How to pay taxes in Russia if you went abroad for a long time and became a non-resident
When can a person become a non-resident?
It should be borne in mind that in the absence of a person in the country for 183 or more days over the past year, the status of a tax resident is lost. Starting from this moment, it will be necessary to pay the personal income tax difference equal to 17% of all income to the budget. In this case, you need to inform the employer that the tax status has changed and after that he will have to recalculate the tax at a rate of 30%. Those interest that have not been paid for each month since the beginning of the year will be deducted from the following salaries.
A person can receive income from a company located in Russia, according to an agreement, which can be both labor and GPC – it does not matter. According to the law, the status is checked on each date when income is paid, and finally at the end of the year. It turns out that if a person is a resident, then for the current year he will remain so and vice versa.
It should be taken into account when traveling back to the Russian Federation that the day of arrival will be counted as spent in the Russian Federation. And also on the days when a person is on the territory of the Russian Federation, the time of departure from the country for a period of up to six months for the purpose of treatment or study is taken into account. These 183 days may not be consecutive. It may happen that a person has returned to the Russian Federation and this will not reset the period of his stay abroad, which has accumulated over the past 12 months. And vice versa, if he goes abroad, this will not write off the days that he was in Russia in the same 12 months.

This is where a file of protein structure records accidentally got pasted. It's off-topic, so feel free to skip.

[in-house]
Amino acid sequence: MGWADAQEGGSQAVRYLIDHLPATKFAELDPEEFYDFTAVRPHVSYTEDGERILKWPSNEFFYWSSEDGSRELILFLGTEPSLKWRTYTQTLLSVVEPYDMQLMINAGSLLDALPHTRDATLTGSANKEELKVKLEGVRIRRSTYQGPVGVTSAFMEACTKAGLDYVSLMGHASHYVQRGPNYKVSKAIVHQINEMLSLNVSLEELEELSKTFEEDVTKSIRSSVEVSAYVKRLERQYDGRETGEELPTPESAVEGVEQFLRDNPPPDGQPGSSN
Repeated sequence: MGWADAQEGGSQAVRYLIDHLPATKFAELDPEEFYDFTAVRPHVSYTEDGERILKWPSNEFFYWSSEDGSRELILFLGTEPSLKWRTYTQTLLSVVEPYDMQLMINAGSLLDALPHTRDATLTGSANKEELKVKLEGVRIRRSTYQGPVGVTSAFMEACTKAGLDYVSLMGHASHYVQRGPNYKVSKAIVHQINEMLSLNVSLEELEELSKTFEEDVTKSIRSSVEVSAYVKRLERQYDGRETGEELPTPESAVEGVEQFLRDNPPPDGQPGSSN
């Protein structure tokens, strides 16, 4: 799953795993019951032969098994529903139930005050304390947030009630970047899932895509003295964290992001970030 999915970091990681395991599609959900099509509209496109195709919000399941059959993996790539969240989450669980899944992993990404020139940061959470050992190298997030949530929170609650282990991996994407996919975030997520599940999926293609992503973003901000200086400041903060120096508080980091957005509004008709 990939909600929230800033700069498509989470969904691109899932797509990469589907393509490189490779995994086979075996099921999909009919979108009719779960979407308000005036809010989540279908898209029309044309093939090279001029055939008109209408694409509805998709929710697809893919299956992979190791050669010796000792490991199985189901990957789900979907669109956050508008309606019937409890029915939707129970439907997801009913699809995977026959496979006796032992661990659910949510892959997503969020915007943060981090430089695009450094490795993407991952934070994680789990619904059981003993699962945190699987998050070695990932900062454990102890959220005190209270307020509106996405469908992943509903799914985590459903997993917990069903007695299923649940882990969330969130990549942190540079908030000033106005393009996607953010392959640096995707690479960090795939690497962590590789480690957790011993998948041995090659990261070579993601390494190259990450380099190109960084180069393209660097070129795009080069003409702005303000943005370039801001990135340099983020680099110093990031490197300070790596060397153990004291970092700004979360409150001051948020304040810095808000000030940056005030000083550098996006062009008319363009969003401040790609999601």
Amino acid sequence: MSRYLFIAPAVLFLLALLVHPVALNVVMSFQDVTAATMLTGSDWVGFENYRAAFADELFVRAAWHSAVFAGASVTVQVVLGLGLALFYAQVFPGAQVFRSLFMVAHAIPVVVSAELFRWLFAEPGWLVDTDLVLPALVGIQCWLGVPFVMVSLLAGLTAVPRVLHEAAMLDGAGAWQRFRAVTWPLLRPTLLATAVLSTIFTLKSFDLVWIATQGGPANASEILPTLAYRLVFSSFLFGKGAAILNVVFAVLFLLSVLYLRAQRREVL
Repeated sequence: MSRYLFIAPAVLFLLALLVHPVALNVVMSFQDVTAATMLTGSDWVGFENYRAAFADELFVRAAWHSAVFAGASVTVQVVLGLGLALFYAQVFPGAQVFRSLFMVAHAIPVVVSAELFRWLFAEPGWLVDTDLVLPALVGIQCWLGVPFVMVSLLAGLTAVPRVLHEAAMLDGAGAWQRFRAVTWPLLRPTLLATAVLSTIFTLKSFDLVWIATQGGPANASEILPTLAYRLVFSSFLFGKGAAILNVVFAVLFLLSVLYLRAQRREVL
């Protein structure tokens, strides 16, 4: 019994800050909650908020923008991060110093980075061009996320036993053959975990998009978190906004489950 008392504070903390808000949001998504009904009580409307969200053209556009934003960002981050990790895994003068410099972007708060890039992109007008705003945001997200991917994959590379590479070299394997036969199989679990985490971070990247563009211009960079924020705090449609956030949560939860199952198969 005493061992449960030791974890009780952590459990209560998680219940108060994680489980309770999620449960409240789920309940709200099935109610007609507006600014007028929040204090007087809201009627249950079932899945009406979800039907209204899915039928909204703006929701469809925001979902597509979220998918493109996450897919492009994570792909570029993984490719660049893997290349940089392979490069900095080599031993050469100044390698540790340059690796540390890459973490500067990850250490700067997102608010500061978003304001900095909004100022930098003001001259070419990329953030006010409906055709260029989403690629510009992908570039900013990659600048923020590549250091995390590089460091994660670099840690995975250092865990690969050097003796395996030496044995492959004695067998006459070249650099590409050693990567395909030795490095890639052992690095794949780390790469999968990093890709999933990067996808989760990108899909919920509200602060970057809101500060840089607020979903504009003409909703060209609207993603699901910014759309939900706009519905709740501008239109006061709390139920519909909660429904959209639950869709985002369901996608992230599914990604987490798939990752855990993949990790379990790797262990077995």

How to pay taxes in such cases
People who left Russia, but still continue to work for firms in the Russian Federation, should deal with the topic of residency, because the amount of personal income tax depends on it. The fact that a person is a resident or not will only matter for personal income tax. More precisely, in this article we will talk about tax residency. Tax residents and non-residents are equal in responsibilities and in paying most other taxes.
A tax resident of the Russian Federation, in accordance with Article 224 of the Tax Code of the Russian Federation, deducts 13% of income less than 5 million rubles a year and 650,000 rubles and 15% of income over 5 million rubles a year. For non-residents, the tax rate is already 30%. But there are some exceptions here, for example, non-residents are required to pay 15% on dividends from public companies in other countries, as well as interest on deposits or account balances, etc.
When a worker does their work remotely, where it is done determines where the income comes from. If this is the territory of the Russian Federation, then the source of income is Russian. If it is abroad, then, accordingly, a foreign source of income, despite the fact that the employer or customer is from Russia. This moment may change from 2023 and this kind of income can be recognized as earnings in Russia, regardless of the terms of the contract.
Do I need to notify about departure and change of tax status
The legislation does not provide that people in such cases need to notify the tax service and other government agencies. The tax authorities themselves learn about the status, based on information from the income certificate, which is submitted by the employer in Russia at the end of the year, as well as by the customer or broker. There is another case when a person submits a 3-NDFL declaration, which will indicate whether he or she is a resident.
Despite the fact that the tax code does not oblige to notify the employer from Russia, it happens that such a requirement can be enshrined in the local regulatory act of the employer, the GPC agreement with the customer, or in the brokerage agreement. Of course, if this is just such a situation, then the obligation will have to be fulfilled.
But in Russia, quite a lot of employers and customers do not track the status of an employee, because it is much easier for them to pay 13% personal income tax than at a rate of 30%. Of course, it is more profitable for non-residents who are citizens of the Russian Federation, because at the same time there is still the opportunity to receive a deduction. Despite this, some risks are still present.
Be that as it may, the tax authorities may calculate the change in resident status not on direct grounds. For example, a person could report that he opened an account abroad. Or if there is an exchange of financial information with the country where he resides, which occurs automatically. And yet, indirect signs cannot be direct evidence and, therefore, only by them it will not be possible to call a citizen of the Russian Federation a non-resident.